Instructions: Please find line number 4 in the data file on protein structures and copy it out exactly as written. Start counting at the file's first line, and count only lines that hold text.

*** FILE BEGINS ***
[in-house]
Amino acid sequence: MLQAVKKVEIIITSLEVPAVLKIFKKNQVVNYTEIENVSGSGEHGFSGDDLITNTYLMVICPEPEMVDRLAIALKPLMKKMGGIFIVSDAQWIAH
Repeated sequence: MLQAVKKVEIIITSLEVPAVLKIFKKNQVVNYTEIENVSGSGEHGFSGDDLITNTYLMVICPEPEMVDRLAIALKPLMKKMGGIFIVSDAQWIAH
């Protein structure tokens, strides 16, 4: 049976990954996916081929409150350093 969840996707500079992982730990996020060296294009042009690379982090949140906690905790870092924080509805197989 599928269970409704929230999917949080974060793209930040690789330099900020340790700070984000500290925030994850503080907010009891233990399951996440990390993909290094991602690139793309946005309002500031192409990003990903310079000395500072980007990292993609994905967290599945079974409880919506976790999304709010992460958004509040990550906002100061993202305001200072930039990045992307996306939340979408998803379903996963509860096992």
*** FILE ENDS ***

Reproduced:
């Protein structure tokens, strides 16, 4: 049976990954996916081929409150350093 969840996707500079992982730990996020060296294009042009690379982090949140906690905790870092924080509805197989 599928269970409704929230999917949080974060793209930040690789330099900020340790700070984000500290925030994850503080907010009891233990399951996440990390993909290094991602690139793309946005309002500031192409990003990903310079000395500072980007990292993609994905967290599945079974409880919506976790999304709010992460958004509040990550906002100061993202305001200072930039990045992307996306939340979408998803379903996963509860096992």